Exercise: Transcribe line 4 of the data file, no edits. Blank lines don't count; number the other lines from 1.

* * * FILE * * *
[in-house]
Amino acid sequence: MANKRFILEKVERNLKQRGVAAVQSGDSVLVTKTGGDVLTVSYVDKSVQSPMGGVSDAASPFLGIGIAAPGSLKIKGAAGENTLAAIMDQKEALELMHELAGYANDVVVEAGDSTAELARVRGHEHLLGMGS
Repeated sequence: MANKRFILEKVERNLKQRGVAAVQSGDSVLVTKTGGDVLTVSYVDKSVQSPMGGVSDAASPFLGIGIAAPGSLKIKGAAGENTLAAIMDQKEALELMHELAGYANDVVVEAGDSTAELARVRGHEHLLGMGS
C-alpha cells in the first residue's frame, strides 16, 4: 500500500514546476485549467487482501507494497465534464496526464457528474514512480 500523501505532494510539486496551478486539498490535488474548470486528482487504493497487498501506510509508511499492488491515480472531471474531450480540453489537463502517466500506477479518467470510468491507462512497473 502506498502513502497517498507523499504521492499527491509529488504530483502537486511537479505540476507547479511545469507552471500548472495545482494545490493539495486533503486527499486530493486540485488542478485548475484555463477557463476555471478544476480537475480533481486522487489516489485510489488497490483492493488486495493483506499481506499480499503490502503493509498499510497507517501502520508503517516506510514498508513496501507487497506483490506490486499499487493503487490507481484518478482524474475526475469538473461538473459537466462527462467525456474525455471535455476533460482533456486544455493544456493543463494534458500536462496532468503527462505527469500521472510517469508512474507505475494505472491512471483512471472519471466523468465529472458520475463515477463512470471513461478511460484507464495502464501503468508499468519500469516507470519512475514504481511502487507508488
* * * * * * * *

C-alpha cells in the first residue's frame, strides 16, 4: 500500500514546476485549467487482501507494497465534464496526464457528474514512480 500523501505532494510539486496551478486539498490535488474548470486528482487504493497487498501506510509508511499492488491515480472531471474531450480540453489537463502517466500506477479518467470510468491507462512497473 502506498502513502497517498507523499504521492499527491509529488504530483502537486511537479505540476507547479511545469507552471500548472495545482494545490493539495486533503486527499486530493486540485488542478485548475484555463477557463476555471478544476480537475480533481486522487489516489485510489488497490483492493488486495493483506499481506499480499503490502503493509498499510497507517501502520508503517516506510514498508513496501507487497506483490506490486499499487493503487490507481484518478482524474475526475469538473461538473459537466462527462467525456474525455471535455476533460482533456486544455493544456493543463494534458500536462496532468503527462505527469500521472510517469508512474507505475494505472491512471483512471472519471466523468465529472458520475463515477463512470471513461478511460484507464495502464501503468508499468519500469516507470519512475514504481511502487507508488